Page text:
Flexible Spending Accounts
Personal Spending Accounts—A Help for You
Often, your health plan includes a Flexible Spending Account (FSA). An FSA is like a savings account that you can use to pay for qualified health care expenses, such as copayments, co-insurance, and costs that count toward your deductible.
You fund your FSA with contributions that come out of your paycheck. You can choose the amount to contribute, up to a maximum determined by your employer. Your employer can also make contributions to your account.
One great advantage of an FSA is that your contributions are taken out before you pay taxes, so you don't pay taxes on your contributions and your money goes further.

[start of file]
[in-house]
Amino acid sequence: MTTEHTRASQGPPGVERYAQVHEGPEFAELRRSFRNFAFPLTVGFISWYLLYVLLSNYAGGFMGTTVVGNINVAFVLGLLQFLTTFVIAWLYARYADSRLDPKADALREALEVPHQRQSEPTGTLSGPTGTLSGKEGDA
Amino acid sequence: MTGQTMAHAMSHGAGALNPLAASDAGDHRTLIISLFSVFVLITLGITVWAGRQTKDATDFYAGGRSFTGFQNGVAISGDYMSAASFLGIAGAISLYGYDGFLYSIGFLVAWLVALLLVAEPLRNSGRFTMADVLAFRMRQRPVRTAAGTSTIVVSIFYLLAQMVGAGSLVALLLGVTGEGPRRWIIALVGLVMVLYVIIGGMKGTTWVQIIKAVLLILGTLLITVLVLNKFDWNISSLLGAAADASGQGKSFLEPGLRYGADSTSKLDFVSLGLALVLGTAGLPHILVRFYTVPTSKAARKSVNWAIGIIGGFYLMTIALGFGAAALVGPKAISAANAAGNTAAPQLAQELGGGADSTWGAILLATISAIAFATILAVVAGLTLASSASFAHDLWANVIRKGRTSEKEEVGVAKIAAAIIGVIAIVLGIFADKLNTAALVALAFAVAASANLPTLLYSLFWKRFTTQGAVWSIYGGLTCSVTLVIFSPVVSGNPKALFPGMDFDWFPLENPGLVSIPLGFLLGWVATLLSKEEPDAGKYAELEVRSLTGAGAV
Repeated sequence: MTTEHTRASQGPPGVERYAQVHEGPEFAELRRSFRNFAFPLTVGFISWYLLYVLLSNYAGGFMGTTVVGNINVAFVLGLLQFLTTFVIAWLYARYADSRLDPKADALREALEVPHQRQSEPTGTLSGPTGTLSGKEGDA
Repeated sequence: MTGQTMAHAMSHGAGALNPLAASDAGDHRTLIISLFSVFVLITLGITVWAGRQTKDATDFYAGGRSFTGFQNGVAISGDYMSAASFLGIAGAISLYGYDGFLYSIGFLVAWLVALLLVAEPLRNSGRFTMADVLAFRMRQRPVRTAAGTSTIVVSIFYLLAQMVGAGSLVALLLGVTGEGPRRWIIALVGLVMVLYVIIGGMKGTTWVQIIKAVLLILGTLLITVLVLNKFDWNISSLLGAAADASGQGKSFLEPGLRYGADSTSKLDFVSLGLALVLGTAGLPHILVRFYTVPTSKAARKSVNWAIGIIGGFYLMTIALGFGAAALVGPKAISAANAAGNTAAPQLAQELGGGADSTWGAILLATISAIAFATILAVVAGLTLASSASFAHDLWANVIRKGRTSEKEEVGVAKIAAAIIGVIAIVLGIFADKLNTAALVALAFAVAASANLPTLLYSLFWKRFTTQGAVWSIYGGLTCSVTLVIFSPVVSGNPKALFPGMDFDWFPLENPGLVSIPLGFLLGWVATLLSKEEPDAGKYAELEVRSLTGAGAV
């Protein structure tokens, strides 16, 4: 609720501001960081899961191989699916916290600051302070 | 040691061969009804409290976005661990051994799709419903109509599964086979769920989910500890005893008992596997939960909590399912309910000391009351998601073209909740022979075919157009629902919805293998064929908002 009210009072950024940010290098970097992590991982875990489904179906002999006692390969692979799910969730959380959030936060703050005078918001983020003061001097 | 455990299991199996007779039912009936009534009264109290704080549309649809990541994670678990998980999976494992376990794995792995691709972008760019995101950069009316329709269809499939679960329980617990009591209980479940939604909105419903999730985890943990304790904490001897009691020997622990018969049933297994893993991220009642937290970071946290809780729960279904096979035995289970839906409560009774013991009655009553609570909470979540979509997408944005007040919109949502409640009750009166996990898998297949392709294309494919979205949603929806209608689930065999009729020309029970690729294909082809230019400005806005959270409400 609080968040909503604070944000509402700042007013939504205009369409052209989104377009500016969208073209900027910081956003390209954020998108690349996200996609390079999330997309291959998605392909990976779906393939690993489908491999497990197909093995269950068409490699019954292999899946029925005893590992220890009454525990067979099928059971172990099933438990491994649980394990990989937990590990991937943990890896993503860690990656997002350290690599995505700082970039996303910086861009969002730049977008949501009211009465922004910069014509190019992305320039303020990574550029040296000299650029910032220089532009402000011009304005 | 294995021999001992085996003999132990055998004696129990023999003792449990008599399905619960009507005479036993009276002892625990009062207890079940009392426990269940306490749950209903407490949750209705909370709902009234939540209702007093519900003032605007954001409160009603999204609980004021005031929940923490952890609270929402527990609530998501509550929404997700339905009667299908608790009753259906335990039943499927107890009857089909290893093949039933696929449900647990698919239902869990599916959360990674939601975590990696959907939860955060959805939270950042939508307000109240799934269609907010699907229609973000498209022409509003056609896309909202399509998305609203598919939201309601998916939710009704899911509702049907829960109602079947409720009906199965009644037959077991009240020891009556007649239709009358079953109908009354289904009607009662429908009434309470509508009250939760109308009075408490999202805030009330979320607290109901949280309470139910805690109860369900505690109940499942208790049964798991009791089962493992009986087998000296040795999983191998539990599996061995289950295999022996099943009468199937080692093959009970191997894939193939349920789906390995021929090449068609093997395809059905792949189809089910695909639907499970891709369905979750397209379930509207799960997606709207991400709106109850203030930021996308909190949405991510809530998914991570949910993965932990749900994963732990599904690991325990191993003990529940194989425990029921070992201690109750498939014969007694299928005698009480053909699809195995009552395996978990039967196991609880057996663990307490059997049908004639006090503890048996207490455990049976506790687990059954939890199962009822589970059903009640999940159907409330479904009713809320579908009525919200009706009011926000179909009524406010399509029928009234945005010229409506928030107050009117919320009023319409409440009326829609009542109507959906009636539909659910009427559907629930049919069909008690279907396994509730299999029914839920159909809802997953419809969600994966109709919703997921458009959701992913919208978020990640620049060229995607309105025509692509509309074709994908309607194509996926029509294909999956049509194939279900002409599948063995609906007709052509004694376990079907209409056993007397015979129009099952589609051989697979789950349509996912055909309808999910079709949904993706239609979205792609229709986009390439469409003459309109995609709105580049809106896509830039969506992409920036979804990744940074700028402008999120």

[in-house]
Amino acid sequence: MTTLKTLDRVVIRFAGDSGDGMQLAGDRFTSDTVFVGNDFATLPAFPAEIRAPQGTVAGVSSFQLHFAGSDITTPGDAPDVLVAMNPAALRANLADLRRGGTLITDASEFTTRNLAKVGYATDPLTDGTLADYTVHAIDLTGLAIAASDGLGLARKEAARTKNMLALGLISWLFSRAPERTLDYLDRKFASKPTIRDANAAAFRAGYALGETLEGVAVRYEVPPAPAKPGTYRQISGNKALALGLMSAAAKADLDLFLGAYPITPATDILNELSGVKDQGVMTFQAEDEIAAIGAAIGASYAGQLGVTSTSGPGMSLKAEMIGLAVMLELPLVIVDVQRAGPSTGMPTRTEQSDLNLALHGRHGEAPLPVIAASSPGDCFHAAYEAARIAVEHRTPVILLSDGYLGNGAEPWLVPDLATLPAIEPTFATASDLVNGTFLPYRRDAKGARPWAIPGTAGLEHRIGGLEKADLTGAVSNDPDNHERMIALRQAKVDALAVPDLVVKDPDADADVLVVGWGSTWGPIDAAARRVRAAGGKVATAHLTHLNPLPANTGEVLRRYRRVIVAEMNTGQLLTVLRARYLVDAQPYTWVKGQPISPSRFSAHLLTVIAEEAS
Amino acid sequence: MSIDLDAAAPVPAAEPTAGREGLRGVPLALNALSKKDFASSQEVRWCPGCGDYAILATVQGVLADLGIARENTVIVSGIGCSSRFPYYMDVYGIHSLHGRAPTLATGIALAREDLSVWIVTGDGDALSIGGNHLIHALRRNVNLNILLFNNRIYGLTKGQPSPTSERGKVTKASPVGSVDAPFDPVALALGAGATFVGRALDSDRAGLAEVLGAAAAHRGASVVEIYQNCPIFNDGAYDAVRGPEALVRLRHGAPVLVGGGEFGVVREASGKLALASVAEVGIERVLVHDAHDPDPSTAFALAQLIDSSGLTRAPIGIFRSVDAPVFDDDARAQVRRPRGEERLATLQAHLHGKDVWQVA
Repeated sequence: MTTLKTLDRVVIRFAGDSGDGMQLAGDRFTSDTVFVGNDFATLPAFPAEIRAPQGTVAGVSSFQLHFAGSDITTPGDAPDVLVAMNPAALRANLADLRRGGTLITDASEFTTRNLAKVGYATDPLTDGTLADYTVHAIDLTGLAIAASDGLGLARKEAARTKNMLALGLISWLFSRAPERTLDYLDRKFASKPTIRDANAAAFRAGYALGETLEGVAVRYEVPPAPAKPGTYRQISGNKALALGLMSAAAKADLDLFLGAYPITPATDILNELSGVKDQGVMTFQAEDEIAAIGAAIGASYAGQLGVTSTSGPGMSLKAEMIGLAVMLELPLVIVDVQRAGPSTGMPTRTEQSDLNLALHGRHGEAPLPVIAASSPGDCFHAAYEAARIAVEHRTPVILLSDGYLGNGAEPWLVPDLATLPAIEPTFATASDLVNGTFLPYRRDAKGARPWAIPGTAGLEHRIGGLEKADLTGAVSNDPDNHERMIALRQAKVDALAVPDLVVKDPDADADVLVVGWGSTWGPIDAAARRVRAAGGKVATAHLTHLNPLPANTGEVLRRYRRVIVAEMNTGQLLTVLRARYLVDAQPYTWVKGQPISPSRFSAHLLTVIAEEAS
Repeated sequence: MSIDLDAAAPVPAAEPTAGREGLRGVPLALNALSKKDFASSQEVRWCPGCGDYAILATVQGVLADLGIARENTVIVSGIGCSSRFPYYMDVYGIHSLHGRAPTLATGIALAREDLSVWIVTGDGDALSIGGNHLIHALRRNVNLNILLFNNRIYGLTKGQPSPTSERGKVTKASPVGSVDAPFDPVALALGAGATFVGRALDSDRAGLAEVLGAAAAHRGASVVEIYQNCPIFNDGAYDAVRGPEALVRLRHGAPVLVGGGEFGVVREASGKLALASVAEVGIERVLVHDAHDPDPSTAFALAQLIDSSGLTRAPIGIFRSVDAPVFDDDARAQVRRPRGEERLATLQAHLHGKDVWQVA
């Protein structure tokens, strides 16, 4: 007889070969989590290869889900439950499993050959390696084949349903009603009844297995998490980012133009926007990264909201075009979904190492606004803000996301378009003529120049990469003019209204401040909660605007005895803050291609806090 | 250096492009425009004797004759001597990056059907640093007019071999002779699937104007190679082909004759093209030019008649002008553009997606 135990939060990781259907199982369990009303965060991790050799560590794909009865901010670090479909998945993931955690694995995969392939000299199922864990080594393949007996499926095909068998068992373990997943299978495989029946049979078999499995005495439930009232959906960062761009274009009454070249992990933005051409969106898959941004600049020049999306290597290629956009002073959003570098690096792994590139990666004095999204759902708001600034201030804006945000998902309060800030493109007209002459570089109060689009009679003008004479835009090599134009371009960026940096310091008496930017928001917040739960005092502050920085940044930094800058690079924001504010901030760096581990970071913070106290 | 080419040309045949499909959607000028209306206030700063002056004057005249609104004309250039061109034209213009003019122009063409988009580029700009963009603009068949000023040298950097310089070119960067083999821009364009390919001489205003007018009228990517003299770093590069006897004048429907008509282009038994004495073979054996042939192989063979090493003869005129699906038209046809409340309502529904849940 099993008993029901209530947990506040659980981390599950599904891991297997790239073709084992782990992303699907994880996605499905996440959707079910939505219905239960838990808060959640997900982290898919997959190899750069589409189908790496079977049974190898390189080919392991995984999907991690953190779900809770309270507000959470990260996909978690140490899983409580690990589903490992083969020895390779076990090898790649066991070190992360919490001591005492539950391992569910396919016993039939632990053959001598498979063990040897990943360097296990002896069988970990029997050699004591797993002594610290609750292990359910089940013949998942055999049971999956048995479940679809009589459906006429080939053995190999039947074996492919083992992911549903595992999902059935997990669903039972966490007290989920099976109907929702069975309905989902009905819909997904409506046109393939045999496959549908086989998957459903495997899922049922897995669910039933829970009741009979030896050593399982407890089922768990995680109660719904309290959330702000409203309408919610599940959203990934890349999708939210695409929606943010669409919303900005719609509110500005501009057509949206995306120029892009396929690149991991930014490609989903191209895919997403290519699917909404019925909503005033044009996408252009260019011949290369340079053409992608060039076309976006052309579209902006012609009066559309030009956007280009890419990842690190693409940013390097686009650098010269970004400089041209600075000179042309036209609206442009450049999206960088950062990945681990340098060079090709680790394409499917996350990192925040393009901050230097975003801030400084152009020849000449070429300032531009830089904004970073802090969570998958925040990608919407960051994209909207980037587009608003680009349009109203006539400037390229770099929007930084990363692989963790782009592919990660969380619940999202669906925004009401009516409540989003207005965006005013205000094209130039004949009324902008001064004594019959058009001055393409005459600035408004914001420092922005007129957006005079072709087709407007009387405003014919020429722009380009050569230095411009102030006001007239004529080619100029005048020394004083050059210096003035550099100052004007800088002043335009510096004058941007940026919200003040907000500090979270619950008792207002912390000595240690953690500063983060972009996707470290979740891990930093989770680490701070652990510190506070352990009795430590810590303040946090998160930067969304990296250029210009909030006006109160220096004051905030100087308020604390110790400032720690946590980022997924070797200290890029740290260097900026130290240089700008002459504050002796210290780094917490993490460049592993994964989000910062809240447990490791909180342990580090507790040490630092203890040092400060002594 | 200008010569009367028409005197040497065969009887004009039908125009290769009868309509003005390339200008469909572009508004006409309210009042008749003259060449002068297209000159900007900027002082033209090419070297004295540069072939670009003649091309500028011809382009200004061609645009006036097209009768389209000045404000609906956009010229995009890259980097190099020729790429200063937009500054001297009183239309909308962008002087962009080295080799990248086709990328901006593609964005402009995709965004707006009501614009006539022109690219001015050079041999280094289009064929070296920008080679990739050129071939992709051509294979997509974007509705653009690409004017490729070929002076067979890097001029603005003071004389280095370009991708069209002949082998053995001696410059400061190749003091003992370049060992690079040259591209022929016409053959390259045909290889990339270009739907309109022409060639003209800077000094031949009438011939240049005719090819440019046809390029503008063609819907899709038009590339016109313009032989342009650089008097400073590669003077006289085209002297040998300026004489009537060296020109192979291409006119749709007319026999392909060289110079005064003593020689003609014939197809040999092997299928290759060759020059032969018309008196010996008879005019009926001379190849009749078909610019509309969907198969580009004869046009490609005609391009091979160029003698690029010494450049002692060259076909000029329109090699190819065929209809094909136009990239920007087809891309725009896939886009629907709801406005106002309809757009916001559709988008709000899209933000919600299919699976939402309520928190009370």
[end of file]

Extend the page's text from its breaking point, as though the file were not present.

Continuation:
You can use your FSA for qualified health care expenses that include:
- Copayments and co-insurance for health care provider visits and prescriptions
- Medical/prescription costs that count toward the deductible
- Certain over-the-counter medical products
An FSA is not portable, which means you cannot take the funds with you to another employer. Also, an FSA has a use-it-or-lose-it provision; any funds that you do not use by year-end are forfeited. But it is a great way to plan for medical expenses during the year.
Spotlight: Health Care Costs
One of the best things about an FSA is that you can save on your taxes. For example, say you're in the 30 percent federal tax bracket and contribute $100 each month to your FSA. Your taxable income will decrease by $100, saving you $30 in tax.